FA host Ethnic Minority Media Day

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The Footballer with Sunny Sahota

Welcome back to the BCFA’s column which outlines the proactive work that we and the FA as a whole are carrying out to increase the number of Asians into the game and highlight the Asian community’s participation in football at all levels players, coaches, volunteers, fans and referees.

Last week the FA held an Ethnic Minority Media Day which highlighted the current lack of up and coming Asian players breaking into professional football in England alongside showcasing a range of Asians in Football projects which will hopefully give talented youngsters a route into the academies of professional clubs over the next few years.

One of the attendees at the event was Butch Fazal the chairman of the Asian Football Forum and head coach at Luton United, an FA Charter Standard youth football club with a high percentage of Asian players on their books.

“Over 25% of Luton’s population is made up of BME (Black and Minority Ethnics) communities and football is definitely a popular game for Asian youngsters in the area,” confirmed Fazal.

“Modern day Asian parents are also willing to get involved, which wasn’t the case a few years ago, and we get plenty of help in driving the kids to away games or putting up the nets on a Sunday morning.”

Fazal believes that the England squad are also serving as role models for local Asian communities: “This season’s pre-season training saw a lot of our youngsters wearing England shirts and I can’t recall that happening on such a large scale in the past.

“It certainly shows that the new generation of Asian youngsters are starting to identify with the players they see on TV regularly.”

Luton United have also opened their doors to role models away from football as well with England spin king, Monty Panesar, helping out at the club: “Monty is from the local area and it’s great when he pops down to training and games because he’s reached the top of his profession which shows what can be achieved”. 

However Fazal admitted that a lack of communication could be holding back other Asian youngsters around the country: “The FA have recognised that grassroots clubs need decent facilities but there’s a lack of information in Asian communities on how to access funding.

“If we could get past those barriers, then we could get more Asian kids playing the game and hopefully a breakthrough at senior level.”

Luton United weren’t the only Asian grassroots football organisation in the spotlight with both the Asian Football Network, Khalsa Football Academy and the Muslim Women Sports Foundation also presenting at the Ethnic Minority Media Day.

The AFN’s Kuljit Randhawa has been working with the Essex FA on Level One courses for Asian females while the Muslim Women Sports Foundation will be representing the country at next year’s Islamic Games futsal tournament.

Khalsa Football Academy’s Bal Singh is one of the most decorated Asian football coaches in the country, having worked his way through the ranks to Level Three standard.

The KFA is linked to Southern Football League side, Hitchin Town, and Singh believes that Asian players must not be isolated from the mainstream game: “If we want to give our youngsters a chance to make it in professional football, then integration is key for both progression and participation.”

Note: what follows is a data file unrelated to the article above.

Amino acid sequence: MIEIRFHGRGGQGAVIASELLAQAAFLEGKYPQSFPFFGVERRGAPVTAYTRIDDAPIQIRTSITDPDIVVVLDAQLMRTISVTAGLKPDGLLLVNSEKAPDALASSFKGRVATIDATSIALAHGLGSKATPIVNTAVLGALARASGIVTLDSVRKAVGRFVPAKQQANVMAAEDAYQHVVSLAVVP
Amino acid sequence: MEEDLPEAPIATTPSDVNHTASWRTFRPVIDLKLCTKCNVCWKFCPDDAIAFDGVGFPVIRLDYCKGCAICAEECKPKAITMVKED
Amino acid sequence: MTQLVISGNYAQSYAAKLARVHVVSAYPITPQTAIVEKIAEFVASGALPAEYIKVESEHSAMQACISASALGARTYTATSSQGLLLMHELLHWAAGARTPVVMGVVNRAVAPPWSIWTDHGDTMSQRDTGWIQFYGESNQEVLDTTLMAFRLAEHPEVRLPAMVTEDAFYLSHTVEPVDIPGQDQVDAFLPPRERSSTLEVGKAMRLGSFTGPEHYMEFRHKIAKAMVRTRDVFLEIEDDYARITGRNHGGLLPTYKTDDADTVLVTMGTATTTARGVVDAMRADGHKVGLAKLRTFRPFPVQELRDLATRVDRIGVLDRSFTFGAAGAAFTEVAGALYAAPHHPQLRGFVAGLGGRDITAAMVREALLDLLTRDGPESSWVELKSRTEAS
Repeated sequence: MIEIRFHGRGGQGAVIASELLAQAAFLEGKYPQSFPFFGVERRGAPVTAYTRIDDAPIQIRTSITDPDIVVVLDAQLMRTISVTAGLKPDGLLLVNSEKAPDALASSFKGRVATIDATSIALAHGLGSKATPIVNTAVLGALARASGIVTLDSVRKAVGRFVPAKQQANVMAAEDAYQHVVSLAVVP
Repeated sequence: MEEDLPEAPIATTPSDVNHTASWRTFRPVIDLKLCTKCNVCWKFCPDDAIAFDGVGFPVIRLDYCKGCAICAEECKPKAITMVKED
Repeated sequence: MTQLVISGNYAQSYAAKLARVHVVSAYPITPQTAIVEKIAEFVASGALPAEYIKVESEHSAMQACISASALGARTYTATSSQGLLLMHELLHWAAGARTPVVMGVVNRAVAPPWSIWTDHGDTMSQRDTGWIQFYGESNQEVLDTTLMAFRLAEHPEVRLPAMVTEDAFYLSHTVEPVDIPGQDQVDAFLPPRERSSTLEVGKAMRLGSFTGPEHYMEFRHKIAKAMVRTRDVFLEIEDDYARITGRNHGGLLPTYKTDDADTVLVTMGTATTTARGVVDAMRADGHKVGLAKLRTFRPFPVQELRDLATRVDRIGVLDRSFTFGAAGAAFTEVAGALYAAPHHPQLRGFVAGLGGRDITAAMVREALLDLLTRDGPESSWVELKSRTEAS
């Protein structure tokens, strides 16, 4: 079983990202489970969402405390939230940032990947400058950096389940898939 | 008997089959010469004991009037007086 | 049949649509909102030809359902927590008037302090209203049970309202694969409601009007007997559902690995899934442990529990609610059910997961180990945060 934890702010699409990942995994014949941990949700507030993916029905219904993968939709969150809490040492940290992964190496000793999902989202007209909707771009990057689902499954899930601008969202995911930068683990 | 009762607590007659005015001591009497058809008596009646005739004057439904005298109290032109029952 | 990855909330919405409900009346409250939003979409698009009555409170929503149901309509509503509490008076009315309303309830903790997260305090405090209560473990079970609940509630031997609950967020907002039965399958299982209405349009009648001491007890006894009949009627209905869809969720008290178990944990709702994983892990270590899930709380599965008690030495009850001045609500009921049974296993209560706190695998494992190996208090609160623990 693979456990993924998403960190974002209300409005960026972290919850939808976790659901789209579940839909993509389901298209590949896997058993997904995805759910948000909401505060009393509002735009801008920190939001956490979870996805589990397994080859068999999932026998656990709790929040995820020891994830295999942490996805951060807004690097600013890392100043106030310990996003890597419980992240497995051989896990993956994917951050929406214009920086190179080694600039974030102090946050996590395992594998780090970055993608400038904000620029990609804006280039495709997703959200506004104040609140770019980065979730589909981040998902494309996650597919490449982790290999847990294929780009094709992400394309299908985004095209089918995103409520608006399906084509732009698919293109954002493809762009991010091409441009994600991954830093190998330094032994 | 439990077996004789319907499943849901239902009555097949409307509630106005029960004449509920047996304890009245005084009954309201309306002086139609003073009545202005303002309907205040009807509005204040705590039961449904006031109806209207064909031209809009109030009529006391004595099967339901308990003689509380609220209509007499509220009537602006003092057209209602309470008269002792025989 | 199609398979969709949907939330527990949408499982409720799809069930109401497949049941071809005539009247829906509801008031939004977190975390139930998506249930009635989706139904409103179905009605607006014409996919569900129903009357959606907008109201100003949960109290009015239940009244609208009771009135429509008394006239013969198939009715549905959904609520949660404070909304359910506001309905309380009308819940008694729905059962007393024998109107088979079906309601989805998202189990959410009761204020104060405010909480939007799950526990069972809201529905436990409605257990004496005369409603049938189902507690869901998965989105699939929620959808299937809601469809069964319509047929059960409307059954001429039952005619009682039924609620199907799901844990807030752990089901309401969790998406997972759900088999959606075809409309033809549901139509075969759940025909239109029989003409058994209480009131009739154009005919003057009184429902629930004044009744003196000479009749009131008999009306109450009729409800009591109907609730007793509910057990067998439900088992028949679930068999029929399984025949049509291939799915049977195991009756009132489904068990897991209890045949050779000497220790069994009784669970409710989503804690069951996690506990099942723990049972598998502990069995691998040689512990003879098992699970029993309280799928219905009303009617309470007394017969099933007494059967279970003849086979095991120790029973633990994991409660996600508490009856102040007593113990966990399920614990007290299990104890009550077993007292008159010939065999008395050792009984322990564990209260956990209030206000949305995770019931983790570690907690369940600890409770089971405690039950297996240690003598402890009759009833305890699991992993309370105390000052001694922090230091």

Khalsa have also been doing their bit for international relations with Singh overseeing coaching trips to AC Milan plus anti-racism events in Spain

In further news the BCFA are helping to push to get more Asians into football by recruiting H Dhami to take part in an FA Level Coaching course which he successfully completed last week to inspire further Asians into getting into football by taking the first step onto the FA coaching ladder.

H Dhami believes that there is huge potential in the Asian community to create a number of top flight footballers and coaches and by undertaking the course he hopes to break down some barriers and help youngsters to get more involved in the ‘beautiful game’.

H Dhami is a huge football fan and follows the trials and tribulations of Arsenal. As a youngster H Dhami had a real passion for football and used much of his spare time kicking around a ball in the local parks. He showed great potential and contemplated in taking the game up at a professional level however a torn ligament in his knee resulted in H Dhami to reconsider his career journey and concentrate on his other passion Music.

H Dhami undertook the course with support from the FA’s Brendon Batson who works primarily into encouraging participation in football from the ethnic community to help implement the FA’s ‘Football For All’ strategy into making the game more inclusive.

With the FA Level 1 coaching badge under his belt H Dhami will head to a school in Birmingham and take part in a coaching session to act as a role model to help inspire the kids to get involved in football.

H Dhami said, ‘I am very much looking forward to going into the Asian community in Birmingham to help encourage kids to fulfil their dreams and reach their full potential within the realm of football like I have within music.’

‘Football still remains a passion of mine and it will be fantastic to maybe help produce a top Asian coach of the future through this’.

The FA Level 1 coaching course itself is open entry whereby participants do not need any experience to take part just an interest in coaching and the motivation to improve their skills and understanding.

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